mission with an RF-4C at tanker drop off (325 KIAS) where the photo
guy literally zoomed away from us. But when we got "on the step" at
about 540 kts there were few that could avoid asking for some cut-off
in the next turn to close it up.

> I certainly agree with you that the 105 Weasels
>really didn't need escort, as both the 104 and F-4 had problems keeping up
>with them.

As we've agreed on several occasions, it was a long war and many
things changed and changed again. In my experience in 105s in '66
flying with 105F Weasels as well as my experience in '72-'73 flying
F-4Es with 105G (and the occasional F-4C) Weasels, we never used
escort. We were "first in, last out" and operated autonomously. In
fact, our requirement for pods-off operation regularly resulted in
mis-ID by Red Crown and College Eye as MiGs with CAPs occasionally
vectored on us. (Thank God for restrictive ROE :-) )

> IIRC, I believe my buddy said that he'd corresponded with you,
>and gave you the name of a weasel pilot you knew who "requested" 104s instead
>of F-4s for escort, because the 104s could come closer to the Thud's
>endurance. The "request" was along the lines of, "well, if you're going to
>force us to have escorts, at least give us Zippers, because we don't have to
>slow down so much for them," or words to that effect.

I don't recall getting a Weasel name relative to that request. I would
suspect that any such request took place before the double loss on
Thud Ridge of the 2 Zips (was that August or Sept. 66??)


>
>>
>> A three-bag A/A Phantom could stay with the strike without any
>> consideration for early bingo. A Zipper with four bags, no Sparrows
>> and only 2 Snakes was always whimpering about fuel.
>
>Ignore the snakes (what's an dedicated escort doing carry them? Besides, you
>can't carry four tanks and iron bombs on an 104C).

Ooopss, I'm guilty of a "Plummerism"--by "snakes" I meant Sidewinders,
not snake-eye retarded GP bombs. A dedicated escort with gun only
would be a wasted sortie.

> I've got numerous
>accounts by 105 and F-4 pilots stating that the 105s would run the pure
>A/A-loaded escorting F-4s out of gas, even though the F-4s would be cruising
>at a higher altitude and would always punch their tanks off when empty, while
>you guys normally kept yours.

The "killer" F-4Es during LB were configured with 3 bags, 4xCBU-52 or
58, and 3 x AIM-7E2. We always blew the C/L when empty (as did all the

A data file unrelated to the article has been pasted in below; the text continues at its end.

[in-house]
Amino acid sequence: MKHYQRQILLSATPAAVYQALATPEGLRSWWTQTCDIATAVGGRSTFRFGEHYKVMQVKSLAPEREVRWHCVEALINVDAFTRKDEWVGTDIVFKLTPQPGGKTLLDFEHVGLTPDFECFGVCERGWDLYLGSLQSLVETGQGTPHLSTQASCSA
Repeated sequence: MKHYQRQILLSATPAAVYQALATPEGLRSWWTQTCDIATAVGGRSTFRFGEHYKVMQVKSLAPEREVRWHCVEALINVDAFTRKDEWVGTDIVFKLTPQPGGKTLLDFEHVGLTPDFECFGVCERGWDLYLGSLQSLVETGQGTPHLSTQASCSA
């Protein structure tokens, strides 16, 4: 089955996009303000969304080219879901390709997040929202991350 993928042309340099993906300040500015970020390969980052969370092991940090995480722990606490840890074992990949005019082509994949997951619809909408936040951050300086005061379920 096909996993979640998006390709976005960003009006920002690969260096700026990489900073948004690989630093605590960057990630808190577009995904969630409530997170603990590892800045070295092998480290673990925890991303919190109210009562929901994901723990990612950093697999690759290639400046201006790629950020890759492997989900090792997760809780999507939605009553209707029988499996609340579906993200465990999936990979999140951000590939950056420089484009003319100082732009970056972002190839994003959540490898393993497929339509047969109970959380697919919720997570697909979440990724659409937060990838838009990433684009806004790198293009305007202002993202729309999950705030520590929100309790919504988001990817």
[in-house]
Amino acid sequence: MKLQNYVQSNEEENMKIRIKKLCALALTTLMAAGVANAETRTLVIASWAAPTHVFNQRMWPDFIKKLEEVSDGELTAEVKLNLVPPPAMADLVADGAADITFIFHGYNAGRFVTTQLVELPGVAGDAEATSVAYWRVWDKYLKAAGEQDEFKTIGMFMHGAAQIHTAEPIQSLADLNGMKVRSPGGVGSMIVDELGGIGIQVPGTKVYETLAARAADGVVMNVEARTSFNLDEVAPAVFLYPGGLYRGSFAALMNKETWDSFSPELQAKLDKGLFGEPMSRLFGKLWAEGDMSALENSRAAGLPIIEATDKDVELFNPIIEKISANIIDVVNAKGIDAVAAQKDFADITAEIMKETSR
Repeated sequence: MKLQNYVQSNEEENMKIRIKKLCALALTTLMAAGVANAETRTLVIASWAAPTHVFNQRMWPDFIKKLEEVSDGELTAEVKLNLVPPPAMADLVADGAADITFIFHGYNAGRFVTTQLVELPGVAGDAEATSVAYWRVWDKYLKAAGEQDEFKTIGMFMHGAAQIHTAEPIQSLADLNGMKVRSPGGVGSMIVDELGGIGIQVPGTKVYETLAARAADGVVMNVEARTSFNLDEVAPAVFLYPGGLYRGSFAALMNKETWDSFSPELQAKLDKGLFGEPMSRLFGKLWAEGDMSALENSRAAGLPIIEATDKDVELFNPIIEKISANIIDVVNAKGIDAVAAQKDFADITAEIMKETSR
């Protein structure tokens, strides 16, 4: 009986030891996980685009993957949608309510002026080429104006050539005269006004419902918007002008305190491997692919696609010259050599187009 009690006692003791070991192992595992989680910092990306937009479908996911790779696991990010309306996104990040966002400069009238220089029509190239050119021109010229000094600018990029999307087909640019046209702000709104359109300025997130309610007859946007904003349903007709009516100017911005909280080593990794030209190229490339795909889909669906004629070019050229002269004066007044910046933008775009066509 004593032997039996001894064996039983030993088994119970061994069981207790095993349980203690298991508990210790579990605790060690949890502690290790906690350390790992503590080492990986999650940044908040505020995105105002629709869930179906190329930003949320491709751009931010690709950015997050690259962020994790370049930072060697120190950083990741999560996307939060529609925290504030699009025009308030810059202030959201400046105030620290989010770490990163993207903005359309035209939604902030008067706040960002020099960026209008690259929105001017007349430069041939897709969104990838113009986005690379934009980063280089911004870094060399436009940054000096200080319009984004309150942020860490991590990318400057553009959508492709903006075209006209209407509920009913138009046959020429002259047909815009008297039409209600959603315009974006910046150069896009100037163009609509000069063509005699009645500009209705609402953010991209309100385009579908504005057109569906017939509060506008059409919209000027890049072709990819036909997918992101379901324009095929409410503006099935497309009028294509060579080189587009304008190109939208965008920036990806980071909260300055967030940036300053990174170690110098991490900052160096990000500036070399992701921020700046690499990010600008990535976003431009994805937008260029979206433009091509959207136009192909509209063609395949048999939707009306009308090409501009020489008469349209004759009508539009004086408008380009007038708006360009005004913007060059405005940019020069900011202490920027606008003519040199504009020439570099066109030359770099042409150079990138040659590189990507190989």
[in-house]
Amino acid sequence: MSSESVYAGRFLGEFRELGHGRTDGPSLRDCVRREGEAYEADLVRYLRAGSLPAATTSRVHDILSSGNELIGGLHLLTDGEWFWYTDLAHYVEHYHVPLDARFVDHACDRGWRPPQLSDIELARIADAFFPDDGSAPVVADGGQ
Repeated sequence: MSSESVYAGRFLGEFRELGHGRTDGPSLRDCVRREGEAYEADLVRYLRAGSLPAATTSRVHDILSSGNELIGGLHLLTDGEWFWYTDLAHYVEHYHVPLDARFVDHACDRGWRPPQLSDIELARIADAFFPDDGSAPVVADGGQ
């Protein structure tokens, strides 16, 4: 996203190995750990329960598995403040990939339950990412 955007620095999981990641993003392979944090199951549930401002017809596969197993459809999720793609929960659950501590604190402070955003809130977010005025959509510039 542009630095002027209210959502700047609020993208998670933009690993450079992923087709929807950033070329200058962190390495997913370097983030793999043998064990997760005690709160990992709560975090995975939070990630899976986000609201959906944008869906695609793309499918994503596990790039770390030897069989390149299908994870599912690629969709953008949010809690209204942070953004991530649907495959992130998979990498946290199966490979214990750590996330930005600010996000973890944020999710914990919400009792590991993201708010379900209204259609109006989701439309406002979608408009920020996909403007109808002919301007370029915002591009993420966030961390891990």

strikers and CAP). We retained the 370 O/B tanks except on Northeast
railroad/Kep-by-land profiles. We stayed with the 105G, in tactical
spread variations--usually with the 105 element leading on ingress,
sniffing and shooting ARMs. If engaged the Phantoms attacked while the
105s would stand off, and on egress the Phantoms would take the flight
lead conducting visual armed recce of suspected SAM sites or targets
of opportunity. Gas was seldom a problem with Weasels or Phantoms
about split with first "bingo" calls.

That differs slightly from the F-4C escorts of the 1966 period where
they often ran out of testosterone before they ran out of gas. That
situation changed with the arrival of Robin Olds at the 8th.

> Your buddy Piowaty stated this, and you've
>said how much trouble you had in an F-4E.

I love Pio like a brother, but he didn't get to fly the Phantom and
his experience in the 105 was out of Tahkli in '67 only. Suffice to
say that there are differences in aircraft, but F-4s and 105 Weasels
were reasonably compatible.


>> > As to BVR capability, as Ed knows (because
>> >I've given him the data), only 3% of initial a/c detections were by onboard
>> >radars in NVN.
>>
>> The statistics you offer may be correct, but they relate to initial
>> detections of enemy by aircraft which achieved kills. That is
>> considerably different than detections by competent aircrews of other
>> aircraft in the arena with the accompanying increase in total
>> situational awareness.

>> Even the 105's ground attack opimized system was helpful in seeing who
>> was in the playground. I inadvertently attempted joinup one day with a
>> flight of 3 MiG-21s near Haiphong, feet wet in a damaged 105 with gun
>> only remaining.
>
>And the 104's radar had a max. range of 20nm, assuming you had time to look
>down to use it.

Clearly my point. A 20 nm radar leaves you totally at the mercy of
GCI, and as an escort you MUST be co-frequency with the force you are
supporting which CANNOT afford to have a weapons controller garbaging
up the radio with situation updates.

>
>>
>> With the F-4E and a dedicated radar operator, there were plenty of
>> contacts achieved without benefit of College Eye, Red Crown or other
>> GCI.
>
>Actually, very few _overall_, and most of the contacts were friendlies or
>unknowns.

Again you are falling back on MiG-kill recountings and not on
day-to-day operations. The ability to radar search the area and update
your mental picture with locations of friendlies and unknowns,
integrating that info with what you hear on the radio and what you
know regarding mission sequencing, TOTs and support positioning is all
critical. Of course "most of the contacts were friendlies or
unknowns"--in the days before NCTR and with Combat Tree a very limited
asset, those were the only two choices.

>> > Even in Bolo, most of the initial contacts were visual.
>>
>> F-4C's led by Robin who was notorious for eschewing the radar and PSO.
>